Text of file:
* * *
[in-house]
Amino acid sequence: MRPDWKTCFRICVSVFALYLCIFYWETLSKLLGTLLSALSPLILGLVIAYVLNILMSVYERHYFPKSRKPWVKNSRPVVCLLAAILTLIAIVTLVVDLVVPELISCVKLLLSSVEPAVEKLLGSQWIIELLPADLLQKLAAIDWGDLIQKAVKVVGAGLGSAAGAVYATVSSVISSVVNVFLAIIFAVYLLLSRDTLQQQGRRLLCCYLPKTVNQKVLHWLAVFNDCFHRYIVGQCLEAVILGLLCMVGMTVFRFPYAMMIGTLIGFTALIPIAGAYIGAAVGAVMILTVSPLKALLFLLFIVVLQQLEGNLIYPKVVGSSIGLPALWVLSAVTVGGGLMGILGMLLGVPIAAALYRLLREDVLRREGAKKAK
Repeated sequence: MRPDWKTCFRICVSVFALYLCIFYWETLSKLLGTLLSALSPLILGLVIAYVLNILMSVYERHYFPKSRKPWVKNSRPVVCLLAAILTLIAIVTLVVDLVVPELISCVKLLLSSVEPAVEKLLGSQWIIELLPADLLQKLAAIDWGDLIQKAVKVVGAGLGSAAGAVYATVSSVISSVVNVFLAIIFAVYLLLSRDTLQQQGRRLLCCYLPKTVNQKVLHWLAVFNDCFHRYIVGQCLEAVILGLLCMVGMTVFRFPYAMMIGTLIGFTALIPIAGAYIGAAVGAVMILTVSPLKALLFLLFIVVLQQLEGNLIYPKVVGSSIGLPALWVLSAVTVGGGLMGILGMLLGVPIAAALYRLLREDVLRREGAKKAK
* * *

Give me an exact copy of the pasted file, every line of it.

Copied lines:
[in-house]
Amino acid sequence: MRPDWKTCFRICVSVFALYLCIFYWETLSKLLGTLLSALSPLILGLVIAYVLNILMSVYERHYFPKSRKPWVKNSRPVVCLLAAILTLIAIVTLVVDLVVPELISCVKLLLSSVEPAVEKLLGSQWIIELLPADLLQKLAAIDWGDLIQKAVKVVGAGLGSAAGAVYATVSSVISSVVNVFLAIIFAVYLLLSRDTLQQQGRRLLCCYLPKTVNQKVLHWLAVFNDCFHRYIVGQCLEAVILGLLCMVGMTVFRFPYAMMIGTLIGFTALIPIAGAYIGAAVGAVMILTVSPLKALLFLLFIVVLQQLEGNLIYPKVVGSSIGLPALWVLSAVTVGGGLMGILGMLLGVPIAAALYRLLREDVLRREGAKKAK
Repeated sequence: MRPDWKTCFRICVSVFALYLCIFYWETLSKLLGTLLSALSPLILGLVIAYVLNILMSVYERHYFPKSRKPWVKNSRPVVCLLAAILTLIAIVTLVVDLVVPELISCVKLLLSSVEPAVEKLLGSQWIIELLPADLLQKLAAIDWGDLIQKAVKVVGAGLGSAAGAVYATVSSVISSVVNVFLAIIFAVYLLLSRDTLQQQGRRLLCCYLPKTVNQKVLHWLAVFNDCFHRYIVGQCLEAVILGLLCMVGMTVFRFPYAMMIGTLIGFTALIPIAGAYIGAAVGAVMILTVSPLKALLFLLFIVVLQQLEGNLIYPKVVGSSIGLPALWVLSAVTVGGGLMGILGMLLGVPIAAALYRLLREDVLRREGAKKAK